Citigroup's Japanese credit card unit said personal information for more than 92,000 of its customers was illegally sold to a third party. The information exposed included the names, account numbers addresses, phone numbers birthdates, and sex of 92,408 credit card holders, Citi Cards Japan warned in an advisory (PDF) issued …
I know there are only two choices, but I'm known equally as male and female to organisations that want to know my sex. It's about time there were either three choices when you join:
none of your business
or, better, that they stop asking! When will we get equality?
So Citi will be fined hundreds of millions of dollars and fire a whole bunch of senior management? No? Ah, very well, carry on then.
Clearly losing a bunch of details the first time round did nothing to improve their security. Blaming it on a third party is a cop-out. In the new UK anti-corruption laws, a company is liable if a third party acting on it's behalf is paying bribes. It's up to the company to make sue that it's partners are also in compliance.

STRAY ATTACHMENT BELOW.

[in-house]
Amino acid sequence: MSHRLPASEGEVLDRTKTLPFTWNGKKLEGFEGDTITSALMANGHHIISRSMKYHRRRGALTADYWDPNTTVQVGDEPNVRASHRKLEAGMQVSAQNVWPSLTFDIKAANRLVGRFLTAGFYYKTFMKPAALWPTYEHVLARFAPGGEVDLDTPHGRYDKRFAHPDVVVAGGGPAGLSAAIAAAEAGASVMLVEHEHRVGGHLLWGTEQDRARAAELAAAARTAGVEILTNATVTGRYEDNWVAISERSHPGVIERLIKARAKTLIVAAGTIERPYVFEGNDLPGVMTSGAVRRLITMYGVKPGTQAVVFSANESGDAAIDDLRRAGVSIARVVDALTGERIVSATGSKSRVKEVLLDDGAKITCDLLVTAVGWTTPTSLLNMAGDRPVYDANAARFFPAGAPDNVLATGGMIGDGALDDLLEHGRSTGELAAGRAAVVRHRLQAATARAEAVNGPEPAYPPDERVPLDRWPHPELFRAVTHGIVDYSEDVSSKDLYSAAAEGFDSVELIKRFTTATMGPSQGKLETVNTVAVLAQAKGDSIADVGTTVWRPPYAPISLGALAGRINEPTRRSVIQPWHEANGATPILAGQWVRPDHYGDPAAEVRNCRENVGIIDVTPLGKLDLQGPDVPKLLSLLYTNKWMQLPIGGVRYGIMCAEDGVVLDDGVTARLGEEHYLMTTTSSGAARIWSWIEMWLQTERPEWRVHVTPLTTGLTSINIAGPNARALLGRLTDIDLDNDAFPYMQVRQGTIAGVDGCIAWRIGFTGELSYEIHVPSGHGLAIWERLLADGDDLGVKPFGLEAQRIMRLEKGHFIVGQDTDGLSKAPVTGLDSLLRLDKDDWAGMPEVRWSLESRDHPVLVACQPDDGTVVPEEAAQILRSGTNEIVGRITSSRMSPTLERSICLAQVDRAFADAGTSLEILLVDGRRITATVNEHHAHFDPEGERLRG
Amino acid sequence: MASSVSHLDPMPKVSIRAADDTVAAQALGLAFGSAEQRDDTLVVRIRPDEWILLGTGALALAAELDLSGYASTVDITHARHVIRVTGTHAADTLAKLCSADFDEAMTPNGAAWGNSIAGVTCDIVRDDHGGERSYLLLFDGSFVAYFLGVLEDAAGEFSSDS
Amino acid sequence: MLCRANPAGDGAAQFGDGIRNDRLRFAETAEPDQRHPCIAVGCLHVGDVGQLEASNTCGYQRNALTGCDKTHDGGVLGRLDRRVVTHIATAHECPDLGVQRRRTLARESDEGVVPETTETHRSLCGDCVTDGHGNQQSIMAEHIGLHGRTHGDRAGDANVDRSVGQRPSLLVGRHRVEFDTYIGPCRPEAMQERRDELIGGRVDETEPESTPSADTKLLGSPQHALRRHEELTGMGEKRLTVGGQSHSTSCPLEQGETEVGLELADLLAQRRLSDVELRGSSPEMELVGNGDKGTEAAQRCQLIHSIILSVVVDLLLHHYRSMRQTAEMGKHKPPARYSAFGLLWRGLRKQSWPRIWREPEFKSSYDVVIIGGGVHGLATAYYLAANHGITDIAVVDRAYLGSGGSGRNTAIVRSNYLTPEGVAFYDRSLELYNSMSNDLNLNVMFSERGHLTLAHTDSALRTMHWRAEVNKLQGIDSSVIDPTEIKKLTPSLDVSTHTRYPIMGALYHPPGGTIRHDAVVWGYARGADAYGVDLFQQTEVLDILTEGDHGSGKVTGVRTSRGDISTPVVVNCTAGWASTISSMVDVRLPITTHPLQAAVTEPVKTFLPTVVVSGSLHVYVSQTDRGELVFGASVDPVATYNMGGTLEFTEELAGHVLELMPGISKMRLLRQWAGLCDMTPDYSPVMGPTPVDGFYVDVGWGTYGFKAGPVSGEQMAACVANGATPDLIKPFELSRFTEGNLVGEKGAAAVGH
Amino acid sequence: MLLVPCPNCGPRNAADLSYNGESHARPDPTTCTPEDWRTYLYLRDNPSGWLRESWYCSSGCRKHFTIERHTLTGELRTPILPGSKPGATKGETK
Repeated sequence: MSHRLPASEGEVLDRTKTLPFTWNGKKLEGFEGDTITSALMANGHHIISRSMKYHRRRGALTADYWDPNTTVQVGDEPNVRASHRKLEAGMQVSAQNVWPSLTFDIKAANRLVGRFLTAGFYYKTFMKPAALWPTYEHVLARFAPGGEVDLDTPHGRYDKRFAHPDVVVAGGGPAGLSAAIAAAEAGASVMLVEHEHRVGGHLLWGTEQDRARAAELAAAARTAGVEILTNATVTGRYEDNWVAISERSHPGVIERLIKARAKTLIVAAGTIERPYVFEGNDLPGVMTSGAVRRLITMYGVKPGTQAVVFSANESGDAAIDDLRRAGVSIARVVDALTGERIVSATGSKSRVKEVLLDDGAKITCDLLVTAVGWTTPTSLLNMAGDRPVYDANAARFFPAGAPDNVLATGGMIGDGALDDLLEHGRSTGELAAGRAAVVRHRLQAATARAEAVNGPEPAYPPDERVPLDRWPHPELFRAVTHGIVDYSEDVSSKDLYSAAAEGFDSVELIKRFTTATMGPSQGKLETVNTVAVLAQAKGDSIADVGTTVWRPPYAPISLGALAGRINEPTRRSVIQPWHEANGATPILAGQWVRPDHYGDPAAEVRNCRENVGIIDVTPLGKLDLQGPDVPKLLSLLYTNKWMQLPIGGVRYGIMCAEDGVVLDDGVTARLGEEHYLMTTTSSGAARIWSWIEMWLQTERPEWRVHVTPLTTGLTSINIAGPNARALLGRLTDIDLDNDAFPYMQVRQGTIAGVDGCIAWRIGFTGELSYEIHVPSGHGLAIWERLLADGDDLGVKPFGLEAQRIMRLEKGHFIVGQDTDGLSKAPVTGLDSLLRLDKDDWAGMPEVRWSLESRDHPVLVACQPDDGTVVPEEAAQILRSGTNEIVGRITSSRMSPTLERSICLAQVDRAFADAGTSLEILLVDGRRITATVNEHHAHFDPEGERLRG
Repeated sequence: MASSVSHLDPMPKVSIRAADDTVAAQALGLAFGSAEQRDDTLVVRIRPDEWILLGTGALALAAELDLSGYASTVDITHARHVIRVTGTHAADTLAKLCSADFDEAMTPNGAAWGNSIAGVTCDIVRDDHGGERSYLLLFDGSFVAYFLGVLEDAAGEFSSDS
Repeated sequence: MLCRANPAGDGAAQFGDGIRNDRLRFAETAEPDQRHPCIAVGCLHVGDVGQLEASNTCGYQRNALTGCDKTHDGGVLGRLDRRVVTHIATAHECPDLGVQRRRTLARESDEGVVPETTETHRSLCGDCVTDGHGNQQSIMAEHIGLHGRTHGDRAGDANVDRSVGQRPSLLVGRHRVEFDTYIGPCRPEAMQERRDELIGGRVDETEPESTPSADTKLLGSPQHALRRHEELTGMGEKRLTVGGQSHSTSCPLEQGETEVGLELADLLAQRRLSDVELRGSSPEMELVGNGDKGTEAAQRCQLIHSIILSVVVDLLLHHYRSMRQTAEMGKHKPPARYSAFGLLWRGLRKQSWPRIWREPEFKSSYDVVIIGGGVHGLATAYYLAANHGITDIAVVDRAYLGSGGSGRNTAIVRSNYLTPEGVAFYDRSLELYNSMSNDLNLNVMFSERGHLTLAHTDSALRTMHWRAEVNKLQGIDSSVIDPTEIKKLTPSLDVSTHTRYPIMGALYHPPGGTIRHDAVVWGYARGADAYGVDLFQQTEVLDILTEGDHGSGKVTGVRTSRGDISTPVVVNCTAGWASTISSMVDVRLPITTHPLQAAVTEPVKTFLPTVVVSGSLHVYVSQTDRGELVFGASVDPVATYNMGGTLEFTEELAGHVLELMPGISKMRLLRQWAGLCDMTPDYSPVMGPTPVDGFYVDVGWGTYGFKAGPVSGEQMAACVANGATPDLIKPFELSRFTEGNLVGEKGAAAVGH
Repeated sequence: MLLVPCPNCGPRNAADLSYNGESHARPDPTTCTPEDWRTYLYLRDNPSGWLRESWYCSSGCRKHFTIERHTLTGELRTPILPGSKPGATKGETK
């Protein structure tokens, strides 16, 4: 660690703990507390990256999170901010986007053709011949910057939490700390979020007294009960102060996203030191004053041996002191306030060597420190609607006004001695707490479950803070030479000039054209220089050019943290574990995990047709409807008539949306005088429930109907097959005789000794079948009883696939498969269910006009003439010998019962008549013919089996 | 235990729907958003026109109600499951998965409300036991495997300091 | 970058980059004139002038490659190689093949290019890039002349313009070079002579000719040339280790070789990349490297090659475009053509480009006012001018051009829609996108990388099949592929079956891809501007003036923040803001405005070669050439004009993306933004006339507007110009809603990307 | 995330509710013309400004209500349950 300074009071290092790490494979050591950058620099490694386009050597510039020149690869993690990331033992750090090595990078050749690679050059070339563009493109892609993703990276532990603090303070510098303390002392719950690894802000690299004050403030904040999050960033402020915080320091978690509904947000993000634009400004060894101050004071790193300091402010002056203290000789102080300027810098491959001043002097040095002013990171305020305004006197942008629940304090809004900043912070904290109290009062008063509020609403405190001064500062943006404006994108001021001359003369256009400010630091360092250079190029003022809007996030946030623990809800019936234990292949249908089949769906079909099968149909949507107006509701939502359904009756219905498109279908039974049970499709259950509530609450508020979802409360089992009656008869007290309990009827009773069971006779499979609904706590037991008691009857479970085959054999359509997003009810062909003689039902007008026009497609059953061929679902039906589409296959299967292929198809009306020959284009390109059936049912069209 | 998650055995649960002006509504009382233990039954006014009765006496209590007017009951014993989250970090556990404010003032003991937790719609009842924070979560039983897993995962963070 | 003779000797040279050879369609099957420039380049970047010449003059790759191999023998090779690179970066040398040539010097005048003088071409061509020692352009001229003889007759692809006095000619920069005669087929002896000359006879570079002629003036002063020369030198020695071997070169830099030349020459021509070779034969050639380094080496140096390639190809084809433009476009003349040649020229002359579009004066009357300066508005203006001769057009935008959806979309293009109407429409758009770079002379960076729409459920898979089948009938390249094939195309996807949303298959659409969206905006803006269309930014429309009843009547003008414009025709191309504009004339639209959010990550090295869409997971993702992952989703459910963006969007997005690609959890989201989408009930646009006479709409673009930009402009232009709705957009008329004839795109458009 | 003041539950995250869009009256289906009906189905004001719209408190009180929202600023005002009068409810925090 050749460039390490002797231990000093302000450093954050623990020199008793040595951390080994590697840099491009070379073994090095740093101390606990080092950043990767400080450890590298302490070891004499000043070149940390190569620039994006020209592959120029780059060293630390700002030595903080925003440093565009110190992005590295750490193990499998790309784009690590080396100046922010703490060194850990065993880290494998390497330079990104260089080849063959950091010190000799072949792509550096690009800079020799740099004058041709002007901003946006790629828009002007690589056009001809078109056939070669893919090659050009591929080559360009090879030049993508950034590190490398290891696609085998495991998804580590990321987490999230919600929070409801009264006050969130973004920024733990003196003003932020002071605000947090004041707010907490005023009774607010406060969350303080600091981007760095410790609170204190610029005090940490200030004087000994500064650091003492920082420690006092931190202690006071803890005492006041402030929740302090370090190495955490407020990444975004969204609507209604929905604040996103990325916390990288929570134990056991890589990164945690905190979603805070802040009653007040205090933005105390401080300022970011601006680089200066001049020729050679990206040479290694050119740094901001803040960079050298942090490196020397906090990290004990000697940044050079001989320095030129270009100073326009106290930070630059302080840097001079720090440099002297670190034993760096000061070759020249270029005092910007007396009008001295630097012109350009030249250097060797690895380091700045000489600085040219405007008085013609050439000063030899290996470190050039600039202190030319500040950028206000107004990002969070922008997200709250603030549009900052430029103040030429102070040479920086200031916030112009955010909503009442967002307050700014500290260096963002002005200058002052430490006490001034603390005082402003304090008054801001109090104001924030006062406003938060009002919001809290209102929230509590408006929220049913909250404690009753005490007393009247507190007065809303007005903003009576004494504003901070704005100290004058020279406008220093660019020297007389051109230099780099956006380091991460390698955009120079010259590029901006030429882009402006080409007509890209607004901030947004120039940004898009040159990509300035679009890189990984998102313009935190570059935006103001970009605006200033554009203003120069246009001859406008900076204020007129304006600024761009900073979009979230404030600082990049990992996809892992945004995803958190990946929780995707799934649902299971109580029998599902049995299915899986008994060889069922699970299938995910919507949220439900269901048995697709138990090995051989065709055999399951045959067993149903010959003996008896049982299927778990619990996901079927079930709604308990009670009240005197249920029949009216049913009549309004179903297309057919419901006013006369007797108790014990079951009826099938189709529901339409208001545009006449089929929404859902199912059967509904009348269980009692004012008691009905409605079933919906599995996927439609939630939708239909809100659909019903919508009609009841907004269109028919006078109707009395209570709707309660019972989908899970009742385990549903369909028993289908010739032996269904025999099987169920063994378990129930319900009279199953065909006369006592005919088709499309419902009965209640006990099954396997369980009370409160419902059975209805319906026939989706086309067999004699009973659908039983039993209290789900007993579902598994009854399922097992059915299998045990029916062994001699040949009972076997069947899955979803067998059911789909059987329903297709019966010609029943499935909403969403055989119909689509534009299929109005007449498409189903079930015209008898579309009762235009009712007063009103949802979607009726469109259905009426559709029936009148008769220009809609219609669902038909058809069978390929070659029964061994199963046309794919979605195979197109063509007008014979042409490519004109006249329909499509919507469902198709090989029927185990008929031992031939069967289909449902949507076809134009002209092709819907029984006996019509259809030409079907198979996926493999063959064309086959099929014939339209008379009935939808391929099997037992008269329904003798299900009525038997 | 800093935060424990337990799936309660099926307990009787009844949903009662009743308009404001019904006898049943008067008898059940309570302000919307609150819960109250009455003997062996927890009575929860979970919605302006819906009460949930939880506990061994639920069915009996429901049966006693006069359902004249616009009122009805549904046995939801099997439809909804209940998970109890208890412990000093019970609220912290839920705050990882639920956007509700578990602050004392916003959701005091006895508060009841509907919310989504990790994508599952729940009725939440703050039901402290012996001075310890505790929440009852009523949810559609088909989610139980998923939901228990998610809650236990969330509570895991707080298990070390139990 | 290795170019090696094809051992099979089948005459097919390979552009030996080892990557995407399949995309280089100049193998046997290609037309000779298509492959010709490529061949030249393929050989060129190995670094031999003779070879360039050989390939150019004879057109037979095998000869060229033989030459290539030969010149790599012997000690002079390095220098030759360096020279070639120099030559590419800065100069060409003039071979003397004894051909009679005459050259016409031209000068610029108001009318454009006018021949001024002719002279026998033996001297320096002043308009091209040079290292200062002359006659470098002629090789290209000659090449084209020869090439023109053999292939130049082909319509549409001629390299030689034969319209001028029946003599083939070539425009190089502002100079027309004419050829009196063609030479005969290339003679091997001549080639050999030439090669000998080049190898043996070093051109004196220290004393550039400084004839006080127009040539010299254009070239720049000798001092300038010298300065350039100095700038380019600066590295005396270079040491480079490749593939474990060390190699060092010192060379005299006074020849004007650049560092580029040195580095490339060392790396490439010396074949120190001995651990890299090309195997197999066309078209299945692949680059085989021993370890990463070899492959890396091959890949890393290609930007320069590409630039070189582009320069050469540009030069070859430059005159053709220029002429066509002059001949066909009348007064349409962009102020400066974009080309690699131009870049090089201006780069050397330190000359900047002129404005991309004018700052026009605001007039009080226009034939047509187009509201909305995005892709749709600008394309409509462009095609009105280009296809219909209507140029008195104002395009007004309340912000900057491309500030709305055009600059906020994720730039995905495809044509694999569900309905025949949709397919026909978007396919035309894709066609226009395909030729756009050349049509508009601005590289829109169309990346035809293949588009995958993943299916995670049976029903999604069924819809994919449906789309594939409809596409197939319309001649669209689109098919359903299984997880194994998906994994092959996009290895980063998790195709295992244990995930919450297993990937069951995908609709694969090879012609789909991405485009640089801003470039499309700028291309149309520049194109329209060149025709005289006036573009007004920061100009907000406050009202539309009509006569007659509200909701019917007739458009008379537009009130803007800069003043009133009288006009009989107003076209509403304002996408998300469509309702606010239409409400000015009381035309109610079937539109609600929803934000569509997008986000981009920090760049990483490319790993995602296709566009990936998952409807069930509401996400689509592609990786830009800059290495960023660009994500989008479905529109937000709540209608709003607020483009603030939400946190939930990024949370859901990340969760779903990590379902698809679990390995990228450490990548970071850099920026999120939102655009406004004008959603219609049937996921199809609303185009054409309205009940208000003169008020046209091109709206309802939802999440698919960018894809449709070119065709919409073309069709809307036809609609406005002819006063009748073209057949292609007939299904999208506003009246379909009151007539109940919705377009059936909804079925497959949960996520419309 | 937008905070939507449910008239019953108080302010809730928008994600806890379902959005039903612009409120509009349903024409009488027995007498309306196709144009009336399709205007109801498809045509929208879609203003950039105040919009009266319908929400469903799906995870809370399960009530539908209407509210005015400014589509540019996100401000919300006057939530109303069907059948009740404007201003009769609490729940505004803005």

Should be the same with data protection. If I entrust my customers' data to a third party, it's my responsibility to ensure that data is safe. If I'm not happy with their protections, I don't pass any data on to them.
I was with Citigroup, so I could leave...
- Fee fie Firefox: Mozilla's lawyers probe Dell over browser install charge
- Did Apple's iOS make you physically SICK? Try swallowing version 7.1
- Pics Indestructible Death Stars blow up planets using glowing KILL RAY
- Neil Young touts MP3 player that's no Piece of Crap
- Review Distro diaspora: Four flavours of Ubuntu unpacked